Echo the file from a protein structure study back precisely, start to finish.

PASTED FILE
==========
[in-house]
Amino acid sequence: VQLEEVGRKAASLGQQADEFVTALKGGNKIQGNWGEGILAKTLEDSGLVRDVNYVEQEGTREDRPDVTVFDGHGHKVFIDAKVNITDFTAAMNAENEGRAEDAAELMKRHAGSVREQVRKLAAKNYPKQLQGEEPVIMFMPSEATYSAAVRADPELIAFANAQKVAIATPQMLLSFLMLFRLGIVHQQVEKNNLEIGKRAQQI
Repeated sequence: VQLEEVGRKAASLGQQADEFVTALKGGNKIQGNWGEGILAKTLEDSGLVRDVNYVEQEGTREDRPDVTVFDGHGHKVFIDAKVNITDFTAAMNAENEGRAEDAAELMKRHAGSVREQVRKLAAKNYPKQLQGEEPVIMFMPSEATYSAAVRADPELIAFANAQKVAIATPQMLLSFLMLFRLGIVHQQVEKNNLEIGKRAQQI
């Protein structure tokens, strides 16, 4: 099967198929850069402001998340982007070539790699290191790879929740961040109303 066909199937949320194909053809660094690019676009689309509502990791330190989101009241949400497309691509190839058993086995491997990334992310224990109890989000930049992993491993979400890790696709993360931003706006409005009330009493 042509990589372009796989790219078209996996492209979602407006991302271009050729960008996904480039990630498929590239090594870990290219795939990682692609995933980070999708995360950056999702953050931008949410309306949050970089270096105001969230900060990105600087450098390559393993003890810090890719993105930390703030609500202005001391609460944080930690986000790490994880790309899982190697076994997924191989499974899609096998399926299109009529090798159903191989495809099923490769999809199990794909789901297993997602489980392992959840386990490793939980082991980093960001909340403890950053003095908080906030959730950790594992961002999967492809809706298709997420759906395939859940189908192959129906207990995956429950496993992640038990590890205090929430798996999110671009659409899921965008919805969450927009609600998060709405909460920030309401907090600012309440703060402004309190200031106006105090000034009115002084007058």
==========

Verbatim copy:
[in-house]
Amino acid sequence: VQLEEVGRKAASLGQQADEFVTALKGGNKIQGNWGEGILAKTLEDSGLVRDVNYVEQEGTREDRPDVTVFDGHGHKVFIDAKVNITDFTAAMNAENEGRAEDAAELMKRHAGSVREQVRKLAAKNYPKQLQGEEPVIMFMPSEATYSAAVRADPELIAFANAQKVAIATPQMLLSFLMLFRLGIVHQQVEKNNLEIGKRAQQI
Repeated sequence: VQLEEVGRKAASLGQQADEFVTALKGGNKIQGNWGEGILAKTLEDSGLVRDVNYVEQEGTREDRPDVTVFDGHGHKVFIDAKVNITDFTAAMNAENEGRAEDAAELMKRHAGSVREQVRKLAAKNYPKQLQGEEPVIMFMPSEATYSAAVRADPELIAFANAQKVAIATPQMLLSFLMLFRLGIVHQQVEKNNLEIGKRAQQI
């Protein structure tokens, strides 16, 4: 099967198929850069402001998340982007070539790699290191790879929740961040109303 066909199937949320194909053809660094690019676009689309509502990791330190989101009241949400497309691509190839058993086995491997990334992310224990109890989000930049992993491993979400890790696709993360931003706006409005009330009493 042509990589372009796989790219078209996996492209979602407006991302271009050729960008996904480039990630498929590239090594870990290219795939990682692609995933980070999708995360950056999702953050931008949410309306949050970089270096105001969230900060990105600087450098390559393993003890810090890719993105930390703030609500202005001391609460944080930690986000790490994880790309899982190697076994997924191989499974899609096998399926299109009529090798159903191989495809099923490769999809199990794909789901297993997602489980392992959840386990490793939980082991980093960001909340403890950053003095908080906030959730950790594992961002999967492809809706298709997420759906395939859940189908192959129906207990995956429950496993992640038990590890205090929430798996999110671009659409899921965008919805969450927009609600998060709405909460920030309401907090600012309440703060402004309190200031106006105090000034009115002084007058």